Puerto Rican Nationalism, an essay by Pedro Albizu Campos
Puerto Rican Nationalism
The republic was founded sixty-eight years ago. When on September 23, 1868, our ancestors proclaimed our independence from Spain, they solemnly affirmed that the revolution was founded on no complaint against our motherland.
Puerto Rico was rich in name and in reality. Our Christian heritage had created a model family and a solid society. The nation was in the vanguard of modern civilizations.
Great men in all fields of human conquest brought honor to the land of their birth. Privileged intellects like Stahl and Tanguis in the natural sciences; Morel Campos, the musical genius; Oller and Campeches, masters of painting; great thinkers like Hostos; poets inspired by pure spirituality like Gautier Benitez; great seamen like Admiral Ramon Power; fighters for the freedom of the new world like Marshal Valero and General Rius Rivera; noble statesmen and patriots like Betances; and spiritual leaders of a generous, hospitable and peaceful nation like Bishop Arizmendi.
It was these prestigious figures from among the legions of great men and women of a nation who, for three centuries, served as a foundation for the expansion of Christian civilization in the Americas.
It must not be forgotten that an expedition from Puerto Rico under the command of Ponce de León planted the cross on the North American continent in 1531, a hundred years before the founding of Jamestown, Virginia.
The founders of the republic in 1868 fought only for the principle that no nation shall be master over the destiny of another nation.
This principle is the basis of international law and universal civilization and cannot be violated under any pretext.
It is the principle of human dignity formulated so that it applies to the family of nations.
Spain, the motherland, the founding hidalgo of modern universal civilization, recognized this fundamental principle of international relations as our forefathers of 1868 explained it, and conceded to Puerto Rico the Autonomous Magna Carta by virtue of which relations between Spain and Puerto Rico were to be regulated through treaties, thus recognizing our country as a sovereign, free, and independent nation.
This recognition of our place in the family of free nations was irrevocable and binding on all powers and could never be placed at the mercy of the vicissitudes of our motherland’s or any other wars.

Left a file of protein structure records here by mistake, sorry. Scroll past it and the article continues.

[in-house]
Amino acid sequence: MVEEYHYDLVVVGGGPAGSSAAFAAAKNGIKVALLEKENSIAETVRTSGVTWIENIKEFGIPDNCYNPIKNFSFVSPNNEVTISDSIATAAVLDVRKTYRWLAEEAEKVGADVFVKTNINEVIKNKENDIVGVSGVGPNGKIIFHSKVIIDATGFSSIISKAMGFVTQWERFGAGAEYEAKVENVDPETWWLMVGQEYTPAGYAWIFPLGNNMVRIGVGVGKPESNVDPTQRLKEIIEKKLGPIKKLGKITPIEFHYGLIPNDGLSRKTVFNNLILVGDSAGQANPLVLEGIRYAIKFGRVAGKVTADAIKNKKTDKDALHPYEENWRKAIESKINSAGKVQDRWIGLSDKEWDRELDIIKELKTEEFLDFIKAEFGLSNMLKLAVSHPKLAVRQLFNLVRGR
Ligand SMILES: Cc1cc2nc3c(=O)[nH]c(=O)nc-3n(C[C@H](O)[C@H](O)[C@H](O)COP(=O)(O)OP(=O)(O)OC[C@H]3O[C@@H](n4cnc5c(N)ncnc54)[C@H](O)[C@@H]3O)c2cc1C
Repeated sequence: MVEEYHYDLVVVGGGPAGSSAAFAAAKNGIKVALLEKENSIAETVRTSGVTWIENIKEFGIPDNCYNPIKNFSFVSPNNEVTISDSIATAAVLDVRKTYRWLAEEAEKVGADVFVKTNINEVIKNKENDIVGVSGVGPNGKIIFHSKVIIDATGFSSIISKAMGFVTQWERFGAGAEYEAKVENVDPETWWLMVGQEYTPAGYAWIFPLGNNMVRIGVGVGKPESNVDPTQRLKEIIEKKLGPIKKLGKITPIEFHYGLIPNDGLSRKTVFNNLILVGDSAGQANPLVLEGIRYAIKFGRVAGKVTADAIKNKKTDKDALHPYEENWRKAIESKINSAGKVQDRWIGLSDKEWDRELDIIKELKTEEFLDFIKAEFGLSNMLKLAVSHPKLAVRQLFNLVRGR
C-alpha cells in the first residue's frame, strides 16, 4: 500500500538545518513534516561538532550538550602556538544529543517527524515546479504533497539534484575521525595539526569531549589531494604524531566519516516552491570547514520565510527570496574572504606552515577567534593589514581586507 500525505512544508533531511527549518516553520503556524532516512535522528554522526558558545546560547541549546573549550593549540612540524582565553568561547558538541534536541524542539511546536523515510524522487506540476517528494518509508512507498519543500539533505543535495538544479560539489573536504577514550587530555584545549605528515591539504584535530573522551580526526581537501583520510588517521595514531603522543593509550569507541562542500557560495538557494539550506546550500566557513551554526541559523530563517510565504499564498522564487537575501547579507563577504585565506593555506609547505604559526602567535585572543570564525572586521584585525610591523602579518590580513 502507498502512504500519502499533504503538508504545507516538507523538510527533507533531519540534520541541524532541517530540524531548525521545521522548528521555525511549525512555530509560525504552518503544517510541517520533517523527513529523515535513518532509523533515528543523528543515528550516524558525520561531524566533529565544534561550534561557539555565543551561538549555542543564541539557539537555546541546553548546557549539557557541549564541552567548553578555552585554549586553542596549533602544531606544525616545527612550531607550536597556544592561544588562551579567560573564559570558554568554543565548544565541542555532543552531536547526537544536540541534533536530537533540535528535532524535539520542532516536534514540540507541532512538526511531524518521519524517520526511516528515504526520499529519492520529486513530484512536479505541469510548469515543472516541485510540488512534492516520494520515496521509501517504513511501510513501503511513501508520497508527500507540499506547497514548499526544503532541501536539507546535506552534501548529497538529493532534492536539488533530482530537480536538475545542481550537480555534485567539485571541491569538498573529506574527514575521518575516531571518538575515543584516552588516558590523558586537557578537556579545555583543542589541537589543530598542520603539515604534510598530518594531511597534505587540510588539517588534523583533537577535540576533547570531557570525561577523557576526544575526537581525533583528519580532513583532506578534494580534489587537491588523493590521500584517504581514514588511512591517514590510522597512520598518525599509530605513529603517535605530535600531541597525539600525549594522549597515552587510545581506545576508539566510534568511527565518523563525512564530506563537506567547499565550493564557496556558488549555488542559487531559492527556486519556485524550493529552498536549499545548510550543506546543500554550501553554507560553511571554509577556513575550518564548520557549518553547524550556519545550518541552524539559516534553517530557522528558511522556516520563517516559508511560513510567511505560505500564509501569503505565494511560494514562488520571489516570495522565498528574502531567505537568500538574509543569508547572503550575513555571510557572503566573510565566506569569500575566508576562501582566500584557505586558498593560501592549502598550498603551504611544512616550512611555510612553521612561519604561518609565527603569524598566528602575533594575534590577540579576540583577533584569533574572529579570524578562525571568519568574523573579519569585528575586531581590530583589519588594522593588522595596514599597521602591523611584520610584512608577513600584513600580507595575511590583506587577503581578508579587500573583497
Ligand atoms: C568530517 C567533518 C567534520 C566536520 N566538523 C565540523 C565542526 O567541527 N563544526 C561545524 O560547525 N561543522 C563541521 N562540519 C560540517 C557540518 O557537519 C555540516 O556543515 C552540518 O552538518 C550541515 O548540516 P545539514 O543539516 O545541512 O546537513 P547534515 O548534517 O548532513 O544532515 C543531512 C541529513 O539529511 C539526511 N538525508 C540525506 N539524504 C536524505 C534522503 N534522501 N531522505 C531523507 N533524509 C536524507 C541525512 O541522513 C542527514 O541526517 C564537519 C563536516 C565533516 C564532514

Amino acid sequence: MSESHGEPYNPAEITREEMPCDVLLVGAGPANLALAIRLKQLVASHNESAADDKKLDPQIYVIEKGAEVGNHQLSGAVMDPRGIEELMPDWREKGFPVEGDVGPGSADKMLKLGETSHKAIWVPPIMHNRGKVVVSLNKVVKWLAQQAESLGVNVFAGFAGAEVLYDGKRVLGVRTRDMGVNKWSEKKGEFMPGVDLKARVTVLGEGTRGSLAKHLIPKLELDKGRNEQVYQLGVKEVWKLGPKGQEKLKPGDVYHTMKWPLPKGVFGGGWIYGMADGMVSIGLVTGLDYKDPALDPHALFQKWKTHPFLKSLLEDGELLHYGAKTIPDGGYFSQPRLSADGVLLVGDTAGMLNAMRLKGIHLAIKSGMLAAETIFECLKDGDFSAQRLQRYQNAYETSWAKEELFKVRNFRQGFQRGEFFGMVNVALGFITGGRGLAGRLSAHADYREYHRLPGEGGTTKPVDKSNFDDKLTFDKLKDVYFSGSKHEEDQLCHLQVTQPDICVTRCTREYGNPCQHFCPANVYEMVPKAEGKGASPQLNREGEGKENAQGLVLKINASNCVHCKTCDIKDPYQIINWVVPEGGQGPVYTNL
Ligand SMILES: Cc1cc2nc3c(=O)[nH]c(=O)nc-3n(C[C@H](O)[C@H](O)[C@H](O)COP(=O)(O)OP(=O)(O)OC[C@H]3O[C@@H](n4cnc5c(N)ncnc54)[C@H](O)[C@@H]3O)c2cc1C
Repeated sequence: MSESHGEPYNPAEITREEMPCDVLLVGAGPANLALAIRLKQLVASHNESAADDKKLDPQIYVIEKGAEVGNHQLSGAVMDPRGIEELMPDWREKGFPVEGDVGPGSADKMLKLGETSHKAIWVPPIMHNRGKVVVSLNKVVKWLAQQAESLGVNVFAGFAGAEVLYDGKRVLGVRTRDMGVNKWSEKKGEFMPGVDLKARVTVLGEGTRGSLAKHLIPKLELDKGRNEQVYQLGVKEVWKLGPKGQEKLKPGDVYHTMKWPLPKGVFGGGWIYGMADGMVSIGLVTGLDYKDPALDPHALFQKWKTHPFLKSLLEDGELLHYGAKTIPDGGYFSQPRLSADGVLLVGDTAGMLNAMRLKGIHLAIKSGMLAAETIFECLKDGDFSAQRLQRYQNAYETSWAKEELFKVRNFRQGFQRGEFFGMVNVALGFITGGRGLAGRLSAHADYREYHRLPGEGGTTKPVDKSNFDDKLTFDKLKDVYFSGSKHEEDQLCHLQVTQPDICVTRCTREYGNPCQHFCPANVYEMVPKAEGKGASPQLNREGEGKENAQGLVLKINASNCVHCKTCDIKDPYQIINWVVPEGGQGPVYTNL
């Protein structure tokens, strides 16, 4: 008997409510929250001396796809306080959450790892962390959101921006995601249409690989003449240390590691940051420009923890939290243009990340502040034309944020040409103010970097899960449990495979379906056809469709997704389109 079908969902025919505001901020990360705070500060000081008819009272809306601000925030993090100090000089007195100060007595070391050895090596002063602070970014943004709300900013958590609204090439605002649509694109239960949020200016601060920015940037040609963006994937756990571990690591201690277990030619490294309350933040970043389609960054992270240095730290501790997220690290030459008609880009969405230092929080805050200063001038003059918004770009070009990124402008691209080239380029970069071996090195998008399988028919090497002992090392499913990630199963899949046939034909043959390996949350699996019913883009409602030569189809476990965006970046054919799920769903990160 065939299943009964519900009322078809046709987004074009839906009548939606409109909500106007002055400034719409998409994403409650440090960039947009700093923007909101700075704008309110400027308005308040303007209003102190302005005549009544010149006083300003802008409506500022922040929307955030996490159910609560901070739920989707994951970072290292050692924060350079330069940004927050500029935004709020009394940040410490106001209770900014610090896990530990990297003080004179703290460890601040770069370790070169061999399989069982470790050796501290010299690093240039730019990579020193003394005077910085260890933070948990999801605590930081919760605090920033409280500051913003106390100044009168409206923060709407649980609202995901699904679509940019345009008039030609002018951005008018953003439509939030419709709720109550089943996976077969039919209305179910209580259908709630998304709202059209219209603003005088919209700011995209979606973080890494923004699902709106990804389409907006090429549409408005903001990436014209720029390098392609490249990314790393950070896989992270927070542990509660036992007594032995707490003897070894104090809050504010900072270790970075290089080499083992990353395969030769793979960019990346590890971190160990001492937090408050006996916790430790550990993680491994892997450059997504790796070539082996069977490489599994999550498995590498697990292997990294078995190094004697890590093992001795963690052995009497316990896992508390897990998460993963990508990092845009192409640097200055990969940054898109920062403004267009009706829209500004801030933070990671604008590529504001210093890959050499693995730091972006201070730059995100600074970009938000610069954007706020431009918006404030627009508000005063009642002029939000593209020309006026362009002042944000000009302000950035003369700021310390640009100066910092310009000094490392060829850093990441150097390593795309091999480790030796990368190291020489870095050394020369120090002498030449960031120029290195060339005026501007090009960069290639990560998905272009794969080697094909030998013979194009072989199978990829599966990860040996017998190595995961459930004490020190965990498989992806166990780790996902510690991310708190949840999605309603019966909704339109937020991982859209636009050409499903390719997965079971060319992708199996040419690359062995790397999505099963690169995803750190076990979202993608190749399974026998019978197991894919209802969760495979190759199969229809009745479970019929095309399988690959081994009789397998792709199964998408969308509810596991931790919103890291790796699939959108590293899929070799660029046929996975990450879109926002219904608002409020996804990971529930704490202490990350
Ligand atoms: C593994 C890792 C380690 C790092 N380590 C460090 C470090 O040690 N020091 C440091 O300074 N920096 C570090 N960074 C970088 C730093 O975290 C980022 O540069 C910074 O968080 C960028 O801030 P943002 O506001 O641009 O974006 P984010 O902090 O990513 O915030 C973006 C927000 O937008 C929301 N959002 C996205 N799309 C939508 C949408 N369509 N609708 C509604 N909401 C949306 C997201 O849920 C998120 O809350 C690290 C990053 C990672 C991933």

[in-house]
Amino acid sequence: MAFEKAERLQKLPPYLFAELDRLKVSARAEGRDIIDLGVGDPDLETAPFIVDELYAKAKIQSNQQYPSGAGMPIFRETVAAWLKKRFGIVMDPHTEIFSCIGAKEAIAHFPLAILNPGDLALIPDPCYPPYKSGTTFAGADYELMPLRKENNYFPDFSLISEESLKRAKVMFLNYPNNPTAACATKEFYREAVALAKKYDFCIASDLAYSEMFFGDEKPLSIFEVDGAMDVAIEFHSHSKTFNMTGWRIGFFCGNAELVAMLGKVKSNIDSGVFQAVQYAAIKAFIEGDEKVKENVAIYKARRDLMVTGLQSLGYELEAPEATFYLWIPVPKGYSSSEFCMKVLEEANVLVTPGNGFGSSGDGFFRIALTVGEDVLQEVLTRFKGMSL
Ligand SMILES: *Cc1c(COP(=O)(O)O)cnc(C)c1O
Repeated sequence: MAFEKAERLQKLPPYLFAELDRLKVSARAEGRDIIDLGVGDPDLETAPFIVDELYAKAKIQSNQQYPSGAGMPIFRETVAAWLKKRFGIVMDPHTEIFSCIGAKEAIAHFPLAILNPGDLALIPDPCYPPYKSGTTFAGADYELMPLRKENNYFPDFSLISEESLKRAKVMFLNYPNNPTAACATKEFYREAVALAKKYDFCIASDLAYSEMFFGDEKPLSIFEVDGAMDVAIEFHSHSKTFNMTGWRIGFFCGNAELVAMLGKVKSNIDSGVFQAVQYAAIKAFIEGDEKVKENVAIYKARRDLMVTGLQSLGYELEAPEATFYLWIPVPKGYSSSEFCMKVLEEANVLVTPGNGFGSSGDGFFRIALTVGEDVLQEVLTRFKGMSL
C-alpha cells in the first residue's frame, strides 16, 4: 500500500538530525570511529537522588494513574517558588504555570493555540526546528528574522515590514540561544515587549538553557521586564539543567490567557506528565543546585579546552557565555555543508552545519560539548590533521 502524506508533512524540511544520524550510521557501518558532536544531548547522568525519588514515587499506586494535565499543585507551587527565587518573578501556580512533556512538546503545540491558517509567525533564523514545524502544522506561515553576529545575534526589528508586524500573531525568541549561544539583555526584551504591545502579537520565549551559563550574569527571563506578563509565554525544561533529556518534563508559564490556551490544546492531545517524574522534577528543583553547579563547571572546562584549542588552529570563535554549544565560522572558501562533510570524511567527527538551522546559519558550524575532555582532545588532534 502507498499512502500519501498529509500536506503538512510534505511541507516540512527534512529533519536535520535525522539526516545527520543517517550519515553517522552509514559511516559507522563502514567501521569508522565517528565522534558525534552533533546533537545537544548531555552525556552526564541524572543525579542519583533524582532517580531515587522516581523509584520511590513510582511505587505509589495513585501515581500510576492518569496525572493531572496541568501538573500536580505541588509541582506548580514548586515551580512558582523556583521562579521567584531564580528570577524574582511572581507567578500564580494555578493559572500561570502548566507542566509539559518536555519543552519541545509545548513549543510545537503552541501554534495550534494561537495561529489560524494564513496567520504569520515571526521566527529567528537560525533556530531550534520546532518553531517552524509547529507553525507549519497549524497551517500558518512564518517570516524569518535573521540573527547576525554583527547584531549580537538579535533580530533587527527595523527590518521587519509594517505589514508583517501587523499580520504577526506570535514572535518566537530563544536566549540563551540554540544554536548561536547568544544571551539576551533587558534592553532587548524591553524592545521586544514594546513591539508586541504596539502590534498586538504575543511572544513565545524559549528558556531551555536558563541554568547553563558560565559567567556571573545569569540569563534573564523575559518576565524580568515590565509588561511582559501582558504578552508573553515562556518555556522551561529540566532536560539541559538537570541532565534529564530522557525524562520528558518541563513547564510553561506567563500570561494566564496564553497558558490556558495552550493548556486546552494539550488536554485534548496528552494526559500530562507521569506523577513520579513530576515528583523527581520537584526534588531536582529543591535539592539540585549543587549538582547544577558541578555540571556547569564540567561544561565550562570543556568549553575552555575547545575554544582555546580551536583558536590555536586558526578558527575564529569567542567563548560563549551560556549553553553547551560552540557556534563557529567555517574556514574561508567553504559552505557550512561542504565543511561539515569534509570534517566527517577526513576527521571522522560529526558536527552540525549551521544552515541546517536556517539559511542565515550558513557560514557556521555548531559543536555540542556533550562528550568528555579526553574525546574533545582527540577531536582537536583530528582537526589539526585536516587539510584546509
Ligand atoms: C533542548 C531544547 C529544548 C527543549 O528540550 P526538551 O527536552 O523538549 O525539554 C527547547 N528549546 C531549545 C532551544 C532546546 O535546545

The Treaty of Paris, imposed by force on Spain by the United States on April 11, 1899, is null and void as pertains to Puerto Rico. For this reason, the military intervention of the United States in our fatherland is simply one of the most brutal and abusive acts perpetrated in contemporary history.
We demand the withdrawal of the armed forces of the Untied States from our soil as the natural and legitimate defense of Puerto Rican independence.
We are not as fortunate as our forefathers of 1868. They fought for the pure principle of national sovereignty. They had no complaint against the motherland, Spain.
We must make demands against the United States of North America, such as indemnification for the enormous damages systematically and cold-blooded perpetrated against a peaceful and defenseless nation.
Puerto Rico’s favorable commercial balance during the thirty-five years of North American military intervention is approximately $400,000,000. According to this imposing figure Puerto Rico should be one of the planet’s richest and prosperous countries. In fact, poverty is our patrimony. This money is in the power of the citizens of continental North America.
If we calculate conservatively the financial value of the commercial monopoly forcibly imposed on us by the United States by virtue of which we are forced to sell our merchandise to the North Americans at the price they set, and add what we must pay for North American merchandise at whatever price the North Americans want to impose on us, we arrive at a figure of no less than $50,000,000.
The result of this pitiless exploitation and the abuses perpetrated against our nation are made evident through the universal poverty, the illnesses and the elevated mortality rates of our population, the highest in the Americas.
Seventy-six per cent of our national wealth is in the hands of a few North American corporations for whose benefit alone the present military government is maintained.
A stupid assault has been made on our Christian social order in a brutal effort to dissolve our family structure and destroy the morality of a noble race, imposing via governmental agencies the spread of prostitution under the deceitful banner of birth control; the ridiculous effort to destroy our Hispanic civilization with a system of public education used in the United States to enslave the masses; the mad arrogance of claiming to spiritually guide a nation whose soul was forged in the purest Christianity: these are our most serious complaints.
In Puerto Rico the United States of America is confronting face to face the spirit of Lexington, of Zaragoza, of Ayacucho.
The present imperial policies by which they want to dissolve nationalism through terror and assassination is a provocation and an act of imperialist foolishness aimed at satisfying a handful of North American corporations.
The people of the United States, if they have not become totally insensitive to the principles that allowed them to be a free nation, must show common sense, must be guided solely by their national interests.
This national interest is guaranteed to respect Puerto Rico’s independence.
These are the aspirations of Puerto Rican nationalism.